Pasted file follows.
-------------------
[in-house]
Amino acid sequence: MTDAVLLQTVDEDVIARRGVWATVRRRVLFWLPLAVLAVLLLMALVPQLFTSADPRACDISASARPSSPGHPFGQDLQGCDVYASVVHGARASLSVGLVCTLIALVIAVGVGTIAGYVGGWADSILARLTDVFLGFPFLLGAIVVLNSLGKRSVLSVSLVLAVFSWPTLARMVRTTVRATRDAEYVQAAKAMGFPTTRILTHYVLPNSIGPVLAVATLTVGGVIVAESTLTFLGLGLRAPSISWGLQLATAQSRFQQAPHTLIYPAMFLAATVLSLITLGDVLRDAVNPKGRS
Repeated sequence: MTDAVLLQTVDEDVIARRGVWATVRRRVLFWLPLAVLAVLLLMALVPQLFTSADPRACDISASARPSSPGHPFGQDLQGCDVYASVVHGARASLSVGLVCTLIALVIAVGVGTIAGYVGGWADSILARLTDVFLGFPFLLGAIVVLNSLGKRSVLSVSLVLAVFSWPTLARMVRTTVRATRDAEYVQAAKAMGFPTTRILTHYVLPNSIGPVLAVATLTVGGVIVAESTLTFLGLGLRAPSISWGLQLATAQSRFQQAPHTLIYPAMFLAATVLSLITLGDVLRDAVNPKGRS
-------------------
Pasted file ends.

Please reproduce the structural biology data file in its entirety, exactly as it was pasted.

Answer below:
[in-house]
Amino acid sequence: MTDAVLLQTVDEDVIARRGVWATVRRRVLFWLPLAVLAVLLLMALVPQLFTSADPRACDISASARPSSPGHPFGQDLQGCDVYASVVHGARASLSVGLVCTLIALVIAVGVGTIAGYVGGWADSILARLTDVFLGFPFLLGAIVVLNSLGKRSVLSVSLVLAVFSWPTLARMVRTTVRATRDAEYVQAAKAMGFPTTRILTHYVLPNSIGPVLAVATLTVGGVIVAESTLTFLGLGLRAPSISWGLQLATAQSRFQQAPHTLIYPAMFLAATVLSLITLGDVLRDAVNPKGRS
Repeated sequence: MTDAVLLQTVDEDVIARRGVWATVRRRVLFWLPLAVLAVLLLMALVPQLFTSADPRACDISASARPSSPGHPFGQDLQGCDVYASVVHGARASLSVGLVCTLIALVIAVGVGTIAGYVGGWADSILARLTDVFLGFPFLLGAIVVLNSLGKRSVLSVSLVLAVFSWPTLARMVRTTVRATRDAEYVQAAKAMGFPTTRILTHYVLPNSIGPVLAVATLTVGGVIVAESTLTFLGLGLRAPSISWGLQLATAQSRFQQAPHTLIYPAMFLAATVLSLITLGDVLRDAVNPKGRS